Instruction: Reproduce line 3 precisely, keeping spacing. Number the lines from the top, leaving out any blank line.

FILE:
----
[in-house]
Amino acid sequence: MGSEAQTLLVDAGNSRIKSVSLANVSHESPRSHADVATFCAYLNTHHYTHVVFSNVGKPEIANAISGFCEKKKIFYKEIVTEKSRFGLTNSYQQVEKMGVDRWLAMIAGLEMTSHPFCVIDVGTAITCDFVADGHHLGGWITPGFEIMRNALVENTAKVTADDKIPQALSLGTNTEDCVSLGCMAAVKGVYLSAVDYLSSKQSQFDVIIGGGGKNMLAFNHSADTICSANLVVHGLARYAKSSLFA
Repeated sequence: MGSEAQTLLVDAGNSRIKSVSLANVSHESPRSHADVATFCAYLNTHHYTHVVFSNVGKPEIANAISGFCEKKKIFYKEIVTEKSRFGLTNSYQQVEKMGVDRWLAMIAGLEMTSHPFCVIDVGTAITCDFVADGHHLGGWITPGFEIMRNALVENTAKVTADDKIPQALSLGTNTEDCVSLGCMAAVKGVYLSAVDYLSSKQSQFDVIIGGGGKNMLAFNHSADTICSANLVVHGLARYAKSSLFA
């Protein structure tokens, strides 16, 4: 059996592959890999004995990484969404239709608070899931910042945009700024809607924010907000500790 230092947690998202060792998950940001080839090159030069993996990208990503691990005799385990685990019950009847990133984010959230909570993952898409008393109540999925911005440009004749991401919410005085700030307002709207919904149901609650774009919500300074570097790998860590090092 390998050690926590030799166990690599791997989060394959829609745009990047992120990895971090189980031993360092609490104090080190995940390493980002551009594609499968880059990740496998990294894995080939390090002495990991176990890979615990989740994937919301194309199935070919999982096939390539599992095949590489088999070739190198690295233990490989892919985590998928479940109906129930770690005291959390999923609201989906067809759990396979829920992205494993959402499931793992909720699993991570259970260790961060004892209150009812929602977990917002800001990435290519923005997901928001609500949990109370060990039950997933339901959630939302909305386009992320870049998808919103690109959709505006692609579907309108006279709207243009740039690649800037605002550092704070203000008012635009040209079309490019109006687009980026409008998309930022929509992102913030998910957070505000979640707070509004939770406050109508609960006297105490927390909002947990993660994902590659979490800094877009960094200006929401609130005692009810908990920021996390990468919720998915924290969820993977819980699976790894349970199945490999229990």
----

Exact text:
Repeated sequence: MGSEAQTLLVDAGNSRIKSVSLANVSHESPRSHADVATFCAYLNTHHYTHVVFSNVGKPEIANAISGFCEKKKIFYKEIVTEKSRFGLTNSYQQVEKMGVDRWLAMIAGLEMTSHPFCVIDVGTAITCDFVADGHHLGGWITPGFEIMRNALVENTAKVTADDKIPQALSLGTNTEDCVSLGCMAAVKGVYLSAVDYLSSKQSQFDVIIGGGGKNMLAFNHSADTICSANLVVHGLARYAKSSLFA